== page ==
Essay - Criminal Corrections Retribution, Deterrence, Incapacitation & Rehabilitation Since the Beginning...

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Criminal corrections


Since the beginning of recorded history, civilized society has attempted to design and create various methods aimed at decreasing the amount of criminal activity. So far, a number of these methods have proven to be effective under certain circumstances, yet they have also been shown to be ineffective, some more than others. In modern times, society's response to ***** behavior has included many specialized ***** developed by criminologists, psychologists, law and legal officials ***** ***** those involved in penal corrections.

This paper will examine four of the most common methods used today for criminal corrections, also known as the goals of criminal law—retribution, deterrence, incapacitation and rehabilitation. At ***** conclusion, one ***** these methods ***** be chosen as a representative of the best way to fight criminal behavior, ***** that will yield the highest benefits ***** society as a whole.

First of *****ll, retribution, also known as the theory of retributive justice, "********** that ********** deserve to be punished, mostly by long prison terms, as legal revenge for their harm to society." The modern approach ***** this type of punishment "considers it proper to punish because (criminals) deserve it and the state ***** gone to the trouble of prescribing a punishment for them" ("Fundamentals of Criminal Law," Internet).

***** is undoubtedly one ***** the oldest forms of criminal punishment, for it often entails long ***** sentences based on the severity of ***** crime committed ***** the individual. In Western society, ***** against ***** has long been a custom, especially in relation to *****s like first-degree murder, kidnapping, rape or felonious assault. Also, retribution guarantees that the criminal ***** be kept ********** the streets f***** a pro*****ed period of time and that his/her punishment is in l*****e with the will of society as far as punishment is concerned.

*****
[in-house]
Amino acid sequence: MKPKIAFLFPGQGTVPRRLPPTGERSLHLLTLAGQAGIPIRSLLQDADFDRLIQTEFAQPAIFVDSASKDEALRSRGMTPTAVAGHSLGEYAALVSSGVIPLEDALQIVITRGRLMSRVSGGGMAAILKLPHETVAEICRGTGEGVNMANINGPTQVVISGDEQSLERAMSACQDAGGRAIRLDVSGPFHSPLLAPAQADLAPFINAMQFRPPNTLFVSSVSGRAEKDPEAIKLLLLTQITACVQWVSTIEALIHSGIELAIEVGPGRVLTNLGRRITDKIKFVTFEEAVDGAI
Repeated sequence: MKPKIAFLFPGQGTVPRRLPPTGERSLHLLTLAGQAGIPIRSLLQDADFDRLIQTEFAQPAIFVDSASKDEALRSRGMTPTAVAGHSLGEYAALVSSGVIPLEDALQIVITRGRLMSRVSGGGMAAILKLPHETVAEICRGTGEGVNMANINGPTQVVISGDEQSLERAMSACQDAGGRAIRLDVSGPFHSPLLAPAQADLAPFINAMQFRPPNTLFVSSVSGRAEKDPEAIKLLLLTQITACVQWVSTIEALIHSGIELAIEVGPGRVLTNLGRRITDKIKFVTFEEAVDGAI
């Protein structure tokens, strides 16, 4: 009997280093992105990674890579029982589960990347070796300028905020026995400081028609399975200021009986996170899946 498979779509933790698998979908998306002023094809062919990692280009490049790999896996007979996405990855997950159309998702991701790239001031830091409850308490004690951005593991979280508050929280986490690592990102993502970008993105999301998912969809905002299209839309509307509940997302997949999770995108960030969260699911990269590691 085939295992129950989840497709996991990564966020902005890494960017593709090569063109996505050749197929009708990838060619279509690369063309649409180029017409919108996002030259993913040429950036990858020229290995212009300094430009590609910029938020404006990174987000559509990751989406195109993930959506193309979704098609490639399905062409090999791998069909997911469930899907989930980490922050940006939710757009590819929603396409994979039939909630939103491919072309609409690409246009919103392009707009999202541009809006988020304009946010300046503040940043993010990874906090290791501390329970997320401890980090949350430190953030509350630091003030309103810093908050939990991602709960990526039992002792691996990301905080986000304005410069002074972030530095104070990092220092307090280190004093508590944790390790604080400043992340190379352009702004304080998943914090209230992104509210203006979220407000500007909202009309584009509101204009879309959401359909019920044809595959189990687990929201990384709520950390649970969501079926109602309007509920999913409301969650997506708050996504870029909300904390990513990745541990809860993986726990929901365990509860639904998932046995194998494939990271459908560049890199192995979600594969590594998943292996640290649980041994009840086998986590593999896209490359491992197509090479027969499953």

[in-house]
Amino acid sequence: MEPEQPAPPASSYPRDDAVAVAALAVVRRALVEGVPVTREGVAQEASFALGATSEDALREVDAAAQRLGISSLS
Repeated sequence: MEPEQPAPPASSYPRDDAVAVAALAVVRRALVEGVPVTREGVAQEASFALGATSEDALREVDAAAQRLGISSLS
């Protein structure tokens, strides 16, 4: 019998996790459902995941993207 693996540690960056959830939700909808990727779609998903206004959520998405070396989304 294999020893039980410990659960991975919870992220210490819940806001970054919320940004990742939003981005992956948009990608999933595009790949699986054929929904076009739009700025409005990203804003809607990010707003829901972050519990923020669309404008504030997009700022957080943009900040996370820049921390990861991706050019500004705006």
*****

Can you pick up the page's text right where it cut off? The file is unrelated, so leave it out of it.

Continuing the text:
Second, deterrence "assumes ***** fearful penalties, mostly involving swift restraint, harsh conditions and certain guilt, ***** prevent people from choosing to engage in crime. Specific ***** focuses on ***** *****s, (while) general deterrence focuses on potential criminals" ("Fundamentals of Criminal Law," Internet). It has long been argued whether or not such a thing ********** deterrence truly exists and ***** such actions actually deter crime. Logically, if a person decides to commit murder in a state that ***** the death penalty, he/she may think twice about committing ***** crime, unless it happens to be a "spur of the moment" event or due to "the passion of the *****" (Clear, 126).

Many criminologists agree ***** the assessment that deterrence does not exist, f***** ***** declare ***** "criminals... do not calculate ***** risk of being caught and *****. ********** are impulsive or opportunists or driven ***** ***** by circumstances" ("Incapac*****ation and Deterrence," Internet). Certainly, as compared to retribution, deterrence is a very slippery be*****st, for it has not been adequately proven by any state or federal agency that deterrence actually works unless, of course, the death penalty is carried out, being the ultimate deterrent.

Third, ***** is the legal


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